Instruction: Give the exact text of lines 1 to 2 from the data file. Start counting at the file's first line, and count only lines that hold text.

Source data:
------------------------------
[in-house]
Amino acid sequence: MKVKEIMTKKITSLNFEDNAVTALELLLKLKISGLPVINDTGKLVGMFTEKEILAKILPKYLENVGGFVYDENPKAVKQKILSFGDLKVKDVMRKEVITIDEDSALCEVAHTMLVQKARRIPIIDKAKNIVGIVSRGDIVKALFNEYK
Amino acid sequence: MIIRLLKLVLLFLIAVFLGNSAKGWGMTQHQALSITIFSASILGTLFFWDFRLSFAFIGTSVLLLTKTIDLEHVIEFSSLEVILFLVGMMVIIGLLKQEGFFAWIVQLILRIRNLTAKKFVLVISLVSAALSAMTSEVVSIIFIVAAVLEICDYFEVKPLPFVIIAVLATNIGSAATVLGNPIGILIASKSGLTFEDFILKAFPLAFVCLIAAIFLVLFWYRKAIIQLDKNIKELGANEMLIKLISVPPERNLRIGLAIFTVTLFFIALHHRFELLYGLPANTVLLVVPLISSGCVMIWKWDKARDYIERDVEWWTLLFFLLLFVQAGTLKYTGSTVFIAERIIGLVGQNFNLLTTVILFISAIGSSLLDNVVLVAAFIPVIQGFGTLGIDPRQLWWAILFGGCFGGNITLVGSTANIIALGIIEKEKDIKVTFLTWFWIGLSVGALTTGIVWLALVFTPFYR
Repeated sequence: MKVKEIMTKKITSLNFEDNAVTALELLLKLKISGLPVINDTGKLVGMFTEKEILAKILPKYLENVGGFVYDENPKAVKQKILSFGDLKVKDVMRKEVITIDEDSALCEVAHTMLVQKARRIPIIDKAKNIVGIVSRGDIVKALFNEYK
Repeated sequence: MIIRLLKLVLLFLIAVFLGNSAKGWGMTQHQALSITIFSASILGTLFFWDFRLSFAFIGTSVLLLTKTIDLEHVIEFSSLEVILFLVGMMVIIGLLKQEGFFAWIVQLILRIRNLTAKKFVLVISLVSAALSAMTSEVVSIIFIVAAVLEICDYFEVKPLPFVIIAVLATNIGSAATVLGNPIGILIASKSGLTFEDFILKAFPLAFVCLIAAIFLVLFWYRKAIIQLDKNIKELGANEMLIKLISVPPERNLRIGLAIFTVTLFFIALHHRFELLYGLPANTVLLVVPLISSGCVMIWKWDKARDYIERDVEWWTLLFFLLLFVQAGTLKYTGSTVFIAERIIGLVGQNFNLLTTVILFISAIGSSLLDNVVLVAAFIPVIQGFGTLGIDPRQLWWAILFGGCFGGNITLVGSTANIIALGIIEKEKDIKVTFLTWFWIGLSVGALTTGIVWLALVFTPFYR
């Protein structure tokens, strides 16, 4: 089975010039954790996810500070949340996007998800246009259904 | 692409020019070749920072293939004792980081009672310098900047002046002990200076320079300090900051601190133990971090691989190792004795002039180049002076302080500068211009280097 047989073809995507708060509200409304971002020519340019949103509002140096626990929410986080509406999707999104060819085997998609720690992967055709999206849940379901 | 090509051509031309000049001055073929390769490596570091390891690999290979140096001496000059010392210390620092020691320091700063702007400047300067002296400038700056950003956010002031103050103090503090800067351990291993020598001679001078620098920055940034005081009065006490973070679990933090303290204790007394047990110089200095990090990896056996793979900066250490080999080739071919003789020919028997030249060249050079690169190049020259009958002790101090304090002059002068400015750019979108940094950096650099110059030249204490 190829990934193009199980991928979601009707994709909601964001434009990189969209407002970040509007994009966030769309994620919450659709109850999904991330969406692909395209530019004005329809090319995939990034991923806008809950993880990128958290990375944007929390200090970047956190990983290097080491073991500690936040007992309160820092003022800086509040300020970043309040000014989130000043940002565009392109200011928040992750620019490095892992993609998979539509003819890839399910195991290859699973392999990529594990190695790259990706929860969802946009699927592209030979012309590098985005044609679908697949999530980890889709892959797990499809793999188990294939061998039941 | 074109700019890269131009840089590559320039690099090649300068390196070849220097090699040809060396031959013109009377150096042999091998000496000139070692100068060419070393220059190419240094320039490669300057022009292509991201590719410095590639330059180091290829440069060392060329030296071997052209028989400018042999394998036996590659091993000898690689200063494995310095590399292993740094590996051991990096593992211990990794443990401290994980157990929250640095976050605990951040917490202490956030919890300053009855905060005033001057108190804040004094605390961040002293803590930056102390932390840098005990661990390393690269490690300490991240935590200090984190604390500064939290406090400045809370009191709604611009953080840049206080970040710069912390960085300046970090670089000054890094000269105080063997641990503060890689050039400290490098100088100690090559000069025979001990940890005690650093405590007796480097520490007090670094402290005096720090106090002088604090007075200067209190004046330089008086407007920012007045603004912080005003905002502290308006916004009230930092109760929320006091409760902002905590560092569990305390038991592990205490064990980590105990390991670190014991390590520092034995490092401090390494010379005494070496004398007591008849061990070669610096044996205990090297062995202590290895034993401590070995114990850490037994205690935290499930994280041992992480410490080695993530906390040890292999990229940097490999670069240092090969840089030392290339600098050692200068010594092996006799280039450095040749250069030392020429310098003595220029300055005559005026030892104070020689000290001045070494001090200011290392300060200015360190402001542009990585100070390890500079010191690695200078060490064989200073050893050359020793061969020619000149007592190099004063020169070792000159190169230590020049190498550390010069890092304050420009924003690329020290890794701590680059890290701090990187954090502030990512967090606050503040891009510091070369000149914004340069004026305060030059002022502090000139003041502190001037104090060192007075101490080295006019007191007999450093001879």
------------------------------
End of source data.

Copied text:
[in-house]
Amino acid sequence: MKVKEIMTKKITSLNFEDNAVTALELLLKLKISGLPVINDTGKLVGMFTEKEILAKILPKYLENVGGFVYDENPKAVKQKILSFGDLKVKDVMRKEVITIDEDSALCEVAHTMLVQKARRIPIIDKAKNIVGIVSRGDIVKALFNEYK